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Is The Oriole Magic Back In Baltimore?

Posted on September 01, 2010 by Dean Hybl

Koji Uehara has emerged as the closer for the Orioles.

Buck Showalter was hired to turn around the struggling Baltimore Orioles, but no one could have predicted the immediate impact the new manager would have on the team. After winning 32 times in their first 105 games, Showalter, who took over on August 3rd, guided the O’s to 17 victories in the month of August and into the role of spoiler in the American League playoff race.

The winning month for Baltimore was the first for the franchise since June 2008 and marked the first time the Orioles have had a winning record in the month of August since the 1997 season.

But the Orioles haven’t moved into a position to avoid the worst record in baseball and a 100 loss season by beating bad teams at home. The Orioles have become legitimate spoilers in the American League playoff race.

Of their 17 wins, six came at the expense of the Los Angeles Angels to basically knock the defending AL West champions out of contention in their division.

Baltimore also won four of seven against the Chicago White Sox and split a four-game series with the AL West leading Texas Rangers.

They finished the month with a 5-2 victory over the Boston Red Sox that further erodes the chances for the perennial playoff contender.

There is no secret to the success of the Orioles in August. Quite simply, since Showalter’s arrival they have increased their offensive production while decreasing the number of runs they allow.

After allowing 5.5 runs per game through the first 105 games, the Orioles have allowed only 3.5 runs per contest since Showalter’s arrival. Starting pitchers who were struggling to get through five innings while registering an era of 5.50 have suddenly become workhorses averaging nearly seven innings per start in August with an ERA of 3.20.

The turnaround has been most pronounced for two of the young guns that ultimately must consistently perform at a top level over the long haul if the Orioles want to maintain success and return to contention in the AL East.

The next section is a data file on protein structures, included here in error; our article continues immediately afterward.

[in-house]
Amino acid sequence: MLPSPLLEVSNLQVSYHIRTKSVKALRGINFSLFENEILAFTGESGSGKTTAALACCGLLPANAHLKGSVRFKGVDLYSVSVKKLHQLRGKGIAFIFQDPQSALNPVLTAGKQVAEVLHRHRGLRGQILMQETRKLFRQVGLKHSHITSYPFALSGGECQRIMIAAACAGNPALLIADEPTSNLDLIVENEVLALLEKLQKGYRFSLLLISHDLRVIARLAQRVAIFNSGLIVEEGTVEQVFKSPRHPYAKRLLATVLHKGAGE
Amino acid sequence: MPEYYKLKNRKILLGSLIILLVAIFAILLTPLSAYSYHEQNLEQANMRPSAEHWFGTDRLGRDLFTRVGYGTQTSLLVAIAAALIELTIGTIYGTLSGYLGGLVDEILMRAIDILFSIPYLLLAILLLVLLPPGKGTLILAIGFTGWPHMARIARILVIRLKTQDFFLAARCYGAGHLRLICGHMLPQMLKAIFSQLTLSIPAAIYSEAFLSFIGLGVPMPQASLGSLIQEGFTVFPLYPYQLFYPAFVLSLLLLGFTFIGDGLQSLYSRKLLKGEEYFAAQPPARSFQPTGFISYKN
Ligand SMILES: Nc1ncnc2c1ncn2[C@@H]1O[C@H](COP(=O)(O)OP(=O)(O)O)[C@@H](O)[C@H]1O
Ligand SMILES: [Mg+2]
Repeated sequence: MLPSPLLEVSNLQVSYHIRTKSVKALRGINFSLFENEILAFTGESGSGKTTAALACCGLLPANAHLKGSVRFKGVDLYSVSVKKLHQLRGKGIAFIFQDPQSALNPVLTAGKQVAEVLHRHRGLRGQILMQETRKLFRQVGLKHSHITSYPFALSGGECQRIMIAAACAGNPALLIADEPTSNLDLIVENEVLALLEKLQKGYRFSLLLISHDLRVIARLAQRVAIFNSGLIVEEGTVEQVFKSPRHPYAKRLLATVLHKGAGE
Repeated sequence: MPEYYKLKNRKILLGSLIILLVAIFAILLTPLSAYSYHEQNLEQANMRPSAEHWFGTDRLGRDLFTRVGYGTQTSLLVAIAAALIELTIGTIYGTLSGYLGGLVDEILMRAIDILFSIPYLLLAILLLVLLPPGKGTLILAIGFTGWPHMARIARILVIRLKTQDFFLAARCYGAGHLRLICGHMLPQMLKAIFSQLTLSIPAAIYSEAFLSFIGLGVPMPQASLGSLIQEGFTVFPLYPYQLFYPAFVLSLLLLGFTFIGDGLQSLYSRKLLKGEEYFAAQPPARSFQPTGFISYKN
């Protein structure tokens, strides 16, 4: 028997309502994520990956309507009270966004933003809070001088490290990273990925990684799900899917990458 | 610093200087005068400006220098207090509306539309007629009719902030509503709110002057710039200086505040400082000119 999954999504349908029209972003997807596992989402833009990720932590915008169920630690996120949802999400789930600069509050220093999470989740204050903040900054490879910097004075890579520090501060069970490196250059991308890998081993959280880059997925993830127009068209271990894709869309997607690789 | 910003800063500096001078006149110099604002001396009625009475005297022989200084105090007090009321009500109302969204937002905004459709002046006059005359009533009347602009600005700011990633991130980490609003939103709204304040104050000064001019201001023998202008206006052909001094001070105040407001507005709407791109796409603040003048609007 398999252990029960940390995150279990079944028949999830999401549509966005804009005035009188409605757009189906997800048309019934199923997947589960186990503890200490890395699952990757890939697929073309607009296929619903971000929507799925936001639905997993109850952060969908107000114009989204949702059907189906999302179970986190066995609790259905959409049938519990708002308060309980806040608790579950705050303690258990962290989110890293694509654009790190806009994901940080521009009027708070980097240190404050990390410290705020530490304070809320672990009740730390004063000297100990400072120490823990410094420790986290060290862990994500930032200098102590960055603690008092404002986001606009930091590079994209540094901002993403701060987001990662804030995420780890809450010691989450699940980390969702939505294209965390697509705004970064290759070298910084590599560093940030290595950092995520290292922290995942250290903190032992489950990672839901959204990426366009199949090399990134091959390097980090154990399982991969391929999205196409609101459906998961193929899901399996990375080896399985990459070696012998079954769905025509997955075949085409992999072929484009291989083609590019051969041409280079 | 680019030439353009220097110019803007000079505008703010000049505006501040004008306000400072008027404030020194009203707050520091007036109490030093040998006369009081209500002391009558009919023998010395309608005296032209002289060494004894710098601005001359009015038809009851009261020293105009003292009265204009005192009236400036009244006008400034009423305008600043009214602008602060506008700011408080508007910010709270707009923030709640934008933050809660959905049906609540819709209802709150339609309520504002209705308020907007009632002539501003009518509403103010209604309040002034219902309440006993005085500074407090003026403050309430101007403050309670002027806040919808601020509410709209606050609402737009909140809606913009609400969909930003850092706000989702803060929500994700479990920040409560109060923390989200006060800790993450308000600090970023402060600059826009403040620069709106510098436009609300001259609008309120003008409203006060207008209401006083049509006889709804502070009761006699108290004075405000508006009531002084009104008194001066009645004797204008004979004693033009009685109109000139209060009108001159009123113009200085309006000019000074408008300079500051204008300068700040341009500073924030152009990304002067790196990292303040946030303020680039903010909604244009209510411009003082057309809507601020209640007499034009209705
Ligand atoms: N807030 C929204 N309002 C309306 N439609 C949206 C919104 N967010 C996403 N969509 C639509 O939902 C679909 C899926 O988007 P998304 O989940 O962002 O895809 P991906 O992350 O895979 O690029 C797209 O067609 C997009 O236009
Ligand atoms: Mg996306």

Left-hander Brian Matusz posted a 4-1 record in August with a 2.43 ERA in six starts. With the exception of a rough outing against Tampa Bay where he allowed five runs in four innings, Matusz was nearly untouchable in August. He allowed Boston two runs in the final game of the month, registered three games in which he allowed only one run and pitched eight shutout innings against Texas.

Providing the right-handed complement to Matusz has been Brad Bergeson. The best pitcher for Baltimore in 2009 before his season ended early after being hit by a batted ball in late July, Bergeson struggled early in 2010 and even made a brief trip back to the minors.

He has finally regained his 2009 form during the month of August. His 3-0 record and 2.72 ERA in August include three games in which he surrendered just a single run.

Baltimore also has received solid production from a pair of relievers who certainly appear to be making a case for their inclusion on the 2010 roster.

Koji Uehara has five saves and has allowed only one earned run over the last month. He was originally brought to Baltimore to be a starting pitcher, but after nearly two seasons seems to have finally found his niche.

Mike Gonzalez came to Baltimore to be the closer at the start of this season, but a disappointing start and then long stint on the disabled list derailed those plans. Though not closing, Gonzalez has regained his previous form as a top relief pitcher and allowed only two earned runs in 11 appearances in August.

Offensively, the Orioles are still not tearing up the league, averaging four runs per game in August, but that average is higher than the 3.5 runs per game they were posting in the previous four months of the season.

Luke Scott and Felix Pie, two players looking to secure roster spots for 2011, were the top offensive performers for the O’s in August.

Scott hit .314 with nine home runs and 20 RBI. He has posted a solid season for the Birds and demonstrated that he can provide consistent power from the left side of the plate. The question moving forward is where to play him as Scott has seen little action in left field and been used primarily as the designated hitter and occasionally at first base.

The jury is still out as to whether Pie can be an everyday player in the majors, but he is making his case with a strong showing since returning from the disabled list. He hit .308 with three home runs and 11 RBI in August. He also stole four bases and scored 13 runs.

After 13 months of disappointment, one month is not enough of a sample to definitely say that the Orioles have turned the corner, but if they can follow up with another strong month in September, they could be building toward a run in 2011.

They need look no further than two examples from this season’s playoff race to see how a late season surge one year can carry over to the next.

Last season the Cincinnati Reds finished the year going 27-13 in their final 40 games. The San Diego Padres closed with a 23-13 finish. This season both teams are winning their divisions and appear headed toward the playoffs.

Can the Orioles make similar gains in 2011? Only time will tell, but Buck Showalter sure seems to have them moving in the right direction.

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